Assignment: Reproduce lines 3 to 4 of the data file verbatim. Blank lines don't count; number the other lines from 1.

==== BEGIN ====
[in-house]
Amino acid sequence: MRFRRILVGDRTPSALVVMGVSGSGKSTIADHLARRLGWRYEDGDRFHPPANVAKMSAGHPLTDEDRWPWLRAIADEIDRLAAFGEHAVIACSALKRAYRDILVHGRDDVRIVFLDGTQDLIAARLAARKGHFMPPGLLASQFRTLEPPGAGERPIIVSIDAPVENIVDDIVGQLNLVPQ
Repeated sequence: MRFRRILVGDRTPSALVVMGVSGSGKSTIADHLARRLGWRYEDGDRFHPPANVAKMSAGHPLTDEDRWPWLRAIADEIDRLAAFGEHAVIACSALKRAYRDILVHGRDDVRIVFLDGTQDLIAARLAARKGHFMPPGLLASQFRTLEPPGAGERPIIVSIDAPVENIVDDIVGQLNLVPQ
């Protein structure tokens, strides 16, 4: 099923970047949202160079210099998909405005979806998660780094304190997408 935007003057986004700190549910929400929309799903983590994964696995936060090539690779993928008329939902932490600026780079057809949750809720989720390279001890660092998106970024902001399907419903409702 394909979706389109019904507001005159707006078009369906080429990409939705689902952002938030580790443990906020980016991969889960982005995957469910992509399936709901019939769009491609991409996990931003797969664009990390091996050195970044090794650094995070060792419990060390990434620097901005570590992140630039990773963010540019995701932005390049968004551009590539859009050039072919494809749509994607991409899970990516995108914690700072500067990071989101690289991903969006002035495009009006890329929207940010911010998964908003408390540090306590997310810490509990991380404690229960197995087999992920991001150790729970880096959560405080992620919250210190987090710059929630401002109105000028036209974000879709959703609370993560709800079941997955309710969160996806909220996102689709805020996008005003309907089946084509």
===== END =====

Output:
Repeated sequence: MRFRRILVGDRTPSALVVMGVSGSGKSTIADHLARRLGWRYEDGDRFHPPANVAKMSAGHPLTDEDRWPWLRAIADEIDRLAAFGEHAVIACSALKRAYRDILVHGRDDVRIVFLDGTQDLIAARLAARKGHFMPPGLLASQFRTLEPPGAGERPIIVSIDAPVENIVDDIVGQLNLVPQ
């Protein structure tokens, strides 16, 4: 099923970047949202160079210099998909405005979806998660780094304190997408 935007003057986004700190549910929400929309799903983590994964696995936060090539690779993928008329939902932490600026780079057809949750809720989720390279001890660092998106970024902001399907419903409702 394909979706389109019904507001005159707006078009369906080429990409939705689902952002938030580790443990906020980016991969889960982005995957469910992509399936709901019939769009491609991409996990931003797969664009990390091996050195970044090794650094995070060792419990060390990434620097901005570590992140630039990773963010540019995701932005390049968004551009590539859009050039072919494809749509994607991409899970990516995108914690700072500067990071989101690289991903969006002035495009009006890329929207940010911010998964908003408390540090306590997310810490509990991380404690229960197995087999992920991001150790729970880096959560405080992620919250210190987090710059929630401002109105000028036209974000879709959703609370993560709800079941997955309710969160996806909220996102689709805020996008005003309907089946084509």